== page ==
In India, there is no shortage of women leaders, from the Prime Minister of India to the President of the United States.
The problem is that there is little or no funding for them.
The Women’s College of India, which is funded by the Government of India and was founded in 1955, has an average of less than 100 women students.
India has only two universities for women – the prestigious Jawaharlal Nehru University in Mumbai and the All India Institute of Medical Sciences (AIIMS) in Bangalore – but both are among the top ranked in the world.
The government has made efforts to fund women’s education through a few initiatives, but funding is not enough to equip all women with the skills they need to make it to the next level in the job market.
In order to get the funding to train more women, India needs to start addressing the root causes of gender inequality in the country.
“Women’s colleges have a role to play in strengthening the workforce and empowering the next generation of women.
But they also have a huge role to offer to society.
The best solution is for them to focus on creating jobs for women and empowering women to achieve more,” said Anil Madhavan, president of the National Council for Women in India.
“Achieving a high quality education for all women is the key to empowering women and creating a more equal society,” she added.
Madhavan also said the government should consider creating a national fund for women’s colleges, which would help them to fund the women’s college’s operating costs.
“We are not going to get a million dollars for women to pay for the college itself, but instead the government needs to consider a national scholarship for them,” Madhav said.
Nashik is a small city of over 12,000 people located in eastern Maharashtra.
It is home to a large number of women entrepreneurs and professionals, including a number of prominent women in the financial sector.
The city is also home to several private colleges.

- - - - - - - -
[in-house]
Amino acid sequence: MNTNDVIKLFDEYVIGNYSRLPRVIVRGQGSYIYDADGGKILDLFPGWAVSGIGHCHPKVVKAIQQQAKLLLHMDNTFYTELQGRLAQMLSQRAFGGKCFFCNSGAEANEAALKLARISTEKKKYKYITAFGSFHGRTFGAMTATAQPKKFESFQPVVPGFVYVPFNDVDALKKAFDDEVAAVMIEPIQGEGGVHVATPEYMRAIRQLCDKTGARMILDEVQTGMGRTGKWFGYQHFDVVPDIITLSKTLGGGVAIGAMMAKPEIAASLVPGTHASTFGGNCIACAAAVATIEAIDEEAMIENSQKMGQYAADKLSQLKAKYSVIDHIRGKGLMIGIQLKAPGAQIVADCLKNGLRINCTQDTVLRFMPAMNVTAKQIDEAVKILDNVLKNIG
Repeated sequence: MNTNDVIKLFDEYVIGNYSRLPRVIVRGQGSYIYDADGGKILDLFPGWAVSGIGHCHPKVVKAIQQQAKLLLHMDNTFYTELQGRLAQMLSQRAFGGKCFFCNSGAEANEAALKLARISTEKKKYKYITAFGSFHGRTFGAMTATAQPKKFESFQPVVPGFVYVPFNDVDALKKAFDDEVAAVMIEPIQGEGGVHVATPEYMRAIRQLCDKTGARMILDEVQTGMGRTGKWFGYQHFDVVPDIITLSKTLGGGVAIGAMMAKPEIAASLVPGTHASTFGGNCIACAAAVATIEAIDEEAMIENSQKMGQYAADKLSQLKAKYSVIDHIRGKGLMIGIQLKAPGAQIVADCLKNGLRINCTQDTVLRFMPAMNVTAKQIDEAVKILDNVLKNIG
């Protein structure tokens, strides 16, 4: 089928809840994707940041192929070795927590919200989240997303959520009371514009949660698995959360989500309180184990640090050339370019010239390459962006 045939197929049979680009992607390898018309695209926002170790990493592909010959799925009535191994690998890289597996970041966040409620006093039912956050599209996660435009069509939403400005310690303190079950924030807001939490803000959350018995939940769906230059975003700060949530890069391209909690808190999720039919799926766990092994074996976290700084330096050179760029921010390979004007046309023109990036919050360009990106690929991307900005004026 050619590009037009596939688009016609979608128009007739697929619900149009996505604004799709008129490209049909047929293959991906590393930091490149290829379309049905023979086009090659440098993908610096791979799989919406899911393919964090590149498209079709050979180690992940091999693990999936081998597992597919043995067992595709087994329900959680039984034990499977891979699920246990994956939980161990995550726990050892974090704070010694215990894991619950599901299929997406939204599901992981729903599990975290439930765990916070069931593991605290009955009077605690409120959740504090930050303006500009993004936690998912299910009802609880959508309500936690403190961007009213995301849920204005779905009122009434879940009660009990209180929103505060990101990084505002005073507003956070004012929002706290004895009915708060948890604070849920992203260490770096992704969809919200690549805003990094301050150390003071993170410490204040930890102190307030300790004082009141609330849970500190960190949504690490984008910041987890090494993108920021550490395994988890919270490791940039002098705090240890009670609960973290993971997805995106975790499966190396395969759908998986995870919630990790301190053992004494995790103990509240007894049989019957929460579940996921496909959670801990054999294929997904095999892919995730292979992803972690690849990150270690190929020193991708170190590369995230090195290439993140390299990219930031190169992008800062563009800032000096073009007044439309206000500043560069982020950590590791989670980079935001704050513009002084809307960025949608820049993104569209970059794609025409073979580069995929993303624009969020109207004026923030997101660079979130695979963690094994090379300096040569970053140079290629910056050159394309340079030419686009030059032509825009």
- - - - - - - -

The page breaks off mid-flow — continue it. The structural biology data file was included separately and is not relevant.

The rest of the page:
According to the National Rural Health Mission, only 1.5% of the rural population is enrolled in women-led private colleges, while about 15% of women in rural India are illiterate, and about 70% of them do not speak a single language.
The number of private colleges has been on the decline over the past decades, according to data compiled by the National Women’s Council (NWMC).
In 2017, the NWMC, which coordinates the Women Entrepreneurship Initiative in India (WEI), reported that women-dominated private schools were losing money at an average rate of 6.2% a year.
Anita Gopal, a former president of Nishik and the director of the Nashik Women Entrepreneurial Center, said in order to provide quality education to the students in rural areas, it is crucial to have more women in leadership roles in the private sector.
“Private colleges need to create a vision for the future and start educating the next generations of women who want to get into a better career path,” Gopal said.
In 2016, the Nishik Entrepreneur Development Society (NEDS) launched the Nashika Women Entreprenerement Scholarship Program, which provided scholarships for the students to be awarded scholarships at private colleges for two years.NEDA was launched in 2005, with the aim of empowering women in India’s rural areas.
In 2017 alone, the NEDA scholarship program helped more than 15,000 students achieve scholarships.”NEDa has been successful in empowering women entrepreneurs, and in 2017, we have seen that more than 20,000 women entrepreneurs have achieved scholarships, but they have only received Rs. 10 lakh (Rs.
15,100) each,” Gopi Bhatia, chief executive of Nishika Entrepreneurs, told The Daily Star.
Bhatia said the goal is to help 100,000 rural women achieve scholarships by 2021.
The aim of the scholarship program is to give women in every village, village or hamlet in India the opportunity to reach their dream of becoming entrepreneurs.
In the first year of the NEE program, there were about 10,000 scholarships awarded to women entrepreneurs in Nashik.
According to Bhatya, more than 200 girls from Nashik had been awarded scholarships for two-year scholarships, which have been shared with other women entrepreneurs.
The NEE scholarship program also helped more women than men achieve scholarships for their second and third years of the program.
Asha Shah, an associate professor at the University of Nashik and a leading women entrepreneurship scholar, said it was important for the government to invest in these women entrepreneurs who have the potential to be leaders in the future.
“I believe that these girls will make a difference in the lives of people who are less well off,” Shah said.
“I believe these women will make an impact on their communities.